Yesterday, Gabe Aul, the head of the Windows Insider program, put up a blog post which answers one of the most asked questions regarding the ongoing Windows 10 preview program. How will Windows Insiders get access to the final release of Windows 10 as part of the free upgrade? The answer is pretty simple: be running the Windows 10 preview and be signed in with the Microsoft Account used to register as a Windows Insider.

Even better, once you have upgraded, you can then do a clean install of the operating system from an ISO and you will still be active. The product activation will be tied to your Microsoft Account.

In preparation for the final release, there will be some changes to the Insider Program and how updates are delivered, and it will prompt you to sign in with a Microsoft Account if you have not done so. However Mr. Aul was very clear to point out that once the final release is available, it will not be necessary to sign in with a Microsoft Account on any computer with Windows 10 pre-installed, or clean-installed from media. There will of course be functionality missing that is tied to the account, such as the ability to download apps from the Windows Store, but that choice will be left to the end user.

Also, and this has been said before, the Windows Insider program will continue even after Windows 10 launches on July 29th, so if you want to always have the latest programs and features, you can keep active and provide feedback as well.

If anyone is running the Windows 10 Enterprise preview edition, make note that this version will not be eligible for the free upgrade, since Enterprise requires a Volume Licensing agreement. If you are running Enterprise on a device that won’t require Enterprise after July 29th, it would likely be a good idea to reinstall the preview with the Pro version instead so that it will be updated to the full release.

I think there are a lot of people who keep wondering what the trick is going to be, with some people thinking that Windows 10 will require future payments, but the trick will be on Microsoft if they can’t get people to update to a common platform, since their entire model seems to be revolving around a common app platform and store. At Build, they stated they wanted Windows 10 to be on 1 billion devices in three years, and it really seems like they are serious about that with such a big reversal in pricing. For those that want to buy Windows 10 after July 29th, it will cost $119 for Home and $199 for Pro. Of course if you have a licensed copy of Windows 7 or 8, you will be offered the update for free for the first year.

Source: Windows Blog

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  • CaedenV - Saturday, June 20, 2015 - link

    Woot! This means I just scored a free upgrade to Pro on my laptop! And here I thought I was still going to have to pay for the upgrade from home to pro, thanks MS!

    Now if we can get the user verification hang and the buggy experience host process to start behaving it will make the OS run like butter on said laptop. I don't have these issues on my desktop, not sure why the lappy continues to have bugs.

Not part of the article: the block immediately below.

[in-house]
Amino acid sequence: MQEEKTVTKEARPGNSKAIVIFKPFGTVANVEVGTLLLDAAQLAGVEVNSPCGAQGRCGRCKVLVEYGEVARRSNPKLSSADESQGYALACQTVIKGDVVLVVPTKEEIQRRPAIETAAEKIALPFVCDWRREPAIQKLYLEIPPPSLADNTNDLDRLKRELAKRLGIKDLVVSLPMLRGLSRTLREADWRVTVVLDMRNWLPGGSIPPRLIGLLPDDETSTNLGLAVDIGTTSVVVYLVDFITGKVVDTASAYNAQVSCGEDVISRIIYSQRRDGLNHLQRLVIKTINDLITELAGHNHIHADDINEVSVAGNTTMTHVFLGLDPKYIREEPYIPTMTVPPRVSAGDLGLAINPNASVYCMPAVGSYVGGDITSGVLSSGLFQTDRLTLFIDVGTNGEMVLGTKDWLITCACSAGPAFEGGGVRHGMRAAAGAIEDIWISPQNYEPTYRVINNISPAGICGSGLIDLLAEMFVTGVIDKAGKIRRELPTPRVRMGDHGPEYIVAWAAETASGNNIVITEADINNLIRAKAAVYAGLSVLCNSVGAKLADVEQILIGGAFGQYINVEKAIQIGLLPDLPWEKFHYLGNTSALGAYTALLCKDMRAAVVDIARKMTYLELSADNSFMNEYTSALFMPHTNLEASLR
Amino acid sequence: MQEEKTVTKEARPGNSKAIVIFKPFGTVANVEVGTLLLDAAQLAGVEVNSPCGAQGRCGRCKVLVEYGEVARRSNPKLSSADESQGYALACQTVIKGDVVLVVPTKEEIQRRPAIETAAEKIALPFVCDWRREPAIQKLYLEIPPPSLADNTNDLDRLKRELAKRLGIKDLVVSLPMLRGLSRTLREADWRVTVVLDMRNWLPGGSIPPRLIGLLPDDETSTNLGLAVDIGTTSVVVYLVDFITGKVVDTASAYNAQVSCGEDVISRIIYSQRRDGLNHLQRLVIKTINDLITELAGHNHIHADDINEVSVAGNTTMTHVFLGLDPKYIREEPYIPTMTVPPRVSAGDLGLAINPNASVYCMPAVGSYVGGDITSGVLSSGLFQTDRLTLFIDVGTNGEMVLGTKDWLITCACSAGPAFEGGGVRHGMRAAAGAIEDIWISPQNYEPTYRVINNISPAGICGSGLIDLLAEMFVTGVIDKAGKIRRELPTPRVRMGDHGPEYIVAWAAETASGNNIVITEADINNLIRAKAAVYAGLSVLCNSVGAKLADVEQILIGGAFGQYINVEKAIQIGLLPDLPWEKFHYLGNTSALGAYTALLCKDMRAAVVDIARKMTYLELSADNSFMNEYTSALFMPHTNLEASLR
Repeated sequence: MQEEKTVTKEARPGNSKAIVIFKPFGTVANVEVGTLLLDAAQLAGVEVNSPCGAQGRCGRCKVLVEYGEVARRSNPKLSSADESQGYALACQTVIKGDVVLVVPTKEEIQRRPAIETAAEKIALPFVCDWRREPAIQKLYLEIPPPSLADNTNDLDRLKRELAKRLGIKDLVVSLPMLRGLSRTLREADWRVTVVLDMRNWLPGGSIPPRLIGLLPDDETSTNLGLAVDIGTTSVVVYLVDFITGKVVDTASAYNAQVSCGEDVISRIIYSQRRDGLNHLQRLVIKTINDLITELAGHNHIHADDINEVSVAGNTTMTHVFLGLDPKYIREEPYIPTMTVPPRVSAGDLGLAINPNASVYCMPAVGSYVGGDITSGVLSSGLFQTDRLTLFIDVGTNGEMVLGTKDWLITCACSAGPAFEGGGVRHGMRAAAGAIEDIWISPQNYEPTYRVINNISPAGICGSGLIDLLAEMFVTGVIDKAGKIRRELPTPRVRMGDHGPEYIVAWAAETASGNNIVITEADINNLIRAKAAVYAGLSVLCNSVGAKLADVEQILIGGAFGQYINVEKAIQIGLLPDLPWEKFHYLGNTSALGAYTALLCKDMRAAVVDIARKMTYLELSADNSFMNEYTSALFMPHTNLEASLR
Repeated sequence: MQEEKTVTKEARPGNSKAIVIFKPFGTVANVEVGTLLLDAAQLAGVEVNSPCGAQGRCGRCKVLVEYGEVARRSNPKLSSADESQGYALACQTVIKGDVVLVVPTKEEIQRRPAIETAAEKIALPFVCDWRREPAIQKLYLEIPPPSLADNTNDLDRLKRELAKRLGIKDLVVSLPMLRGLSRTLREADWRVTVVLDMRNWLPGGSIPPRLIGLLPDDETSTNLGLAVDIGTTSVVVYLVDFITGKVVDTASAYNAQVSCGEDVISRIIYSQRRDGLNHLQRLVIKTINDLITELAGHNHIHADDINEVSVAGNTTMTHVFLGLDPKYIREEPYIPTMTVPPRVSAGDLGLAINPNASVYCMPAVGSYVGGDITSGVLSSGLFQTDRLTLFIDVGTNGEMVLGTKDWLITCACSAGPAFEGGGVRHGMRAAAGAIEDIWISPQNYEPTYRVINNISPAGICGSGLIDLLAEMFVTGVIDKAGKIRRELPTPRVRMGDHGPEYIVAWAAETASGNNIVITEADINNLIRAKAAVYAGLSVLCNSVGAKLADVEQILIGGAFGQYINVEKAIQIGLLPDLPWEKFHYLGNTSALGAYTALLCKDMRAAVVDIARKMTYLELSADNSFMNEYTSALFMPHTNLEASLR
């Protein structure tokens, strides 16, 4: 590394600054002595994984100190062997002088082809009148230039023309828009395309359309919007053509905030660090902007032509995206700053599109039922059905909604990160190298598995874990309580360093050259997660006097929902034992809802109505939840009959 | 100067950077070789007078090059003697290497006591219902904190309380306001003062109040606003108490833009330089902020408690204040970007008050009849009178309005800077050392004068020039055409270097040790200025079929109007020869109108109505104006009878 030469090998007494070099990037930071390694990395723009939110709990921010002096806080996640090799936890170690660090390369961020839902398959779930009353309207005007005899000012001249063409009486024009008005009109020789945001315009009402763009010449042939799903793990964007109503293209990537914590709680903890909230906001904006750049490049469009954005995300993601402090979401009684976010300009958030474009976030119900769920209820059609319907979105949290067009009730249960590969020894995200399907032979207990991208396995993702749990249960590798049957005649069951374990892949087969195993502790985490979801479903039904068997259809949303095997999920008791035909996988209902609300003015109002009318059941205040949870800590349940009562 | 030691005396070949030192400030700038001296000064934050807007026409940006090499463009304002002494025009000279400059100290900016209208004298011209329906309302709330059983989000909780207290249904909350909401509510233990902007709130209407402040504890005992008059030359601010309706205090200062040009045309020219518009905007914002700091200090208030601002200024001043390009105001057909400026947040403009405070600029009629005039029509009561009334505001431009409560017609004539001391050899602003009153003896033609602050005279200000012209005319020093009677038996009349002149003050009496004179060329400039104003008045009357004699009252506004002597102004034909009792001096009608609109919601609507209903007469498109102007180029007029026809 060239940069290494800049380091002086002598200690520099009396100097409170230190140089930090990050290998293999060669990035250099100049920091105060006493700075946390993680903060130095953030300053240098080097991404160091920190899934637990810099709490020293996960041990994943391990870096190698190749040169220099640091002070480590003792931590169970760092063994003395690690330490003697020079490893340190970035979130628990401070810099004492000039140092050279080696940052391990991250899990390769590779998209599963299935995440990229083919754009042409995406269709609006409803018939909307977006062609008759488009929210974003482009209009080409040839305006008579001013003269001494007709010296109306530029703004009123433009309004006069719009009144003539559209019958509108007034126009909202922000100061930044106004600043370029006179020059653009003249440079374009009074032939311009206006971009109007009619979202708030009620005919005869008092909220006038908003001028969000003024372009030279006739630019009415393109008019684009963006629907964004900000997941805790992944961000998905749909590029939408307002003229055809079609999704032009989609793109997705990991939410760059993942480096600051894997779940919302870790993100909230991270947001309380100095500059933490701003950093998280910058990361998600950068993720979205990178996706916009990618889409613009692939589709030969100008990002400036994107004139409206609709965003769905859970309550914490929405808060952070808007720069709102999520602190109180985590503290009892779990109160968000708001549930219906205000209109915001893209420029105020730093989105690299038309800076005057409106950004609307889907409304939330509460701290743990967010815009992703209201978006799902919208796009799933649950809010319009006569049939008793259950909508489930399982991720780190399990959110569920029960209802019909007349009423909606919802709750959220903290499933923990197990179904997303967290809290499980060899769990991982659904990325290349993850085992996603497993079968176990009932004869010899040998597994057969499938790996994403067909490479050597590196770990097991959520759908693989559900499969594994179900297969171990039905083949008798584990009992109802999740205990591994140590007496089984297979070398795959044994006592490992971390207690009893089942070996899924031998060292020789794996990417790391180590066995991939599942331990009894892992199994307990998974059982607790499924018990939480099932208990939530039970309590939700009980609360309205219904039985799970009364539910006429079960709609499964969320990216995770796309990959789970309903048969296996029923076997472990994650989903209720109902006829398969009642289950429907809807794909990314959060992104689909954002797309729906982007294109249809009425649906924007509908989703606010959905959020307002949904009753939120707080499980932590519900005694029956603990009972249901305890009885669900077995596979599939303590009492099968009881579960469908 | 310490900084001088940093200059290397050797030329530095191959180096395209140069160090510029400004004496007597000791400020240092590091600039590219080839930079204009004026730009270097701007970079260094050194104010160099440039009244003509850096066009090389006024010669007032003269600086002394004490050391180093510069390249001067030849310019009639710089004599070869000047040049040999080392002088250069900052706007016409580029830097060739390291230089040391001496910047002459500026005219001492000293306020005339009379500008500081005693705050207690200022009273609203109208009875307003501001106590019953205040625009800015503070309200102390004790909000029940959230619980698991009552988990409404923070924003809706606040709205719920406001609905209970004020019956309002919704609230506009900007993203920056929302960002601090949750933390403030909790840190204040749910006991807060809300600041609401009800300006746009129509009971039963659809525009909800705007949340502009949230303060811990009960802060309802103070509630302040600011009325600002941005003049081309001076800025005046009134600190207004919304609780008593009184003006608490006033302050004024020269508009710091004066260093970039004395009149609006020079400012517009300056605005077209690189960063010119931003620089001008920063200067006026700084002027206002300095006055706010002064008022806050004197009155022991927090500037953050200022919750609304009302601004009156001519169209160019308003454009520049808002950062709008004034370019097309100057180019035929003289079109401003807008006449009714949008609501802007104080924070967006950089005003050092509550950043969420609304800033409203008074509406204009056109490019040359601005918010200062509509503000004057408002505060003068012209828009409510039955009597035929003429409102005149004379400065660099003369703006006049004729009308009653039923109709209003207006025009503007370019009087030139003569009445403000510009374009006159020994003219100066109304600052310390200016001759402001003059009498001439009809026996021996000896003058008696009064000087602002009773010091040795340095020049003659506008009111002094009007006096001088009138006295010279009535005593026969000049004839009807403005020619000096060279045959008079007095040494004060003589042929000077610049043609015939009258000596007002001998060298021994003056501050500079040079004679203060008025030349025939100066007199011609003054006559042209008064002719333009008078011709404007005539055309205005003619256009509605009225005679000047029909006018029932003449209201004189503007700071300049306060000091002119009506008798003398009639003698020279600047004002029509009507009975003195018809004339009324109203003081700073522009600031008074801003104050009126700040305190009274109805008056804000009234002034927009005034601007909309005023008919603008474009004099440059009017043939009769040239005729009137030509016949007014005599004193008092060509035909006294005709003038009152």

• Samus - Saturday, June 20, 2015 - link

    Windows as a service. I don't know how they are going to make money long term.
  • Morawka - Saturday, June 20, 2015 - link

    because they are still making money from the OEM PC builders such as Dell, Lenovo, HP, etc... All new laptops and pc's sold over the next 20 years will all be buying windows licenses per the normal fee.
  • Brett Howse - Sunday, June 21, 2015 - link

    Yes exactly. They normally never made much on upgrade fees anyway since the upgrade processes wasn't always very smooth. Normally people get Windows with a new PC and this is the first real push to get people to upgrade on current systems. There was a sale on Windows 8 when it launched but that was small potatoes compared to the push for Windows 10.

    Microsoft is looking at the long term here and they need a userbase.
  • pugster - Sunday, June 21, 2015 - link

    With competition of android/ios, chrome os and others, Microsoft have no choice but to give the OS for free. Microsoft's intention is not to make money from the consumer side anyways. Microsoft is already making boatloads of money off from licensing its software to enterprises. Besides, Microsoft wants to maintain its dominance in the consumer side so people will load Microsoft software in its enterprise side.
  • Michael Bay - Monday, June 22, 2015 - link

    Yes, and 2015 will be the year of linux on desktop...
  • niva - Monday, June 22, 2015 - link

    No, it won't be.

    Trust me, I use Ubuntu on 2 out of my 3 home PCs, but even I have no such illusions. Windows is here to stay and they own the corporate world. IMO by far the biggest advantage MS has is not even in Windows but rather MS Office. I don't see that changing anytime soon. I do think it was a mistake for them to make office available for Apple systems.
  • Cinnabuns - Monday, June 22, 2015 - link

  • mccalejk - Monday, June 22, 2015 - link

    I'm pretty sure he was being sarcastic. Microsoft faces no competition on the desktop as pugster suggests. The reason why Bill Gates is so rich isn't due to hardware or the Xbox, it's always been the desktop OS and it's never going to change.

    I think they are being nice because people hate Windows 8 and it's starting to make them look bad.
  • jann5s - Monday, June 22, 2015 - link


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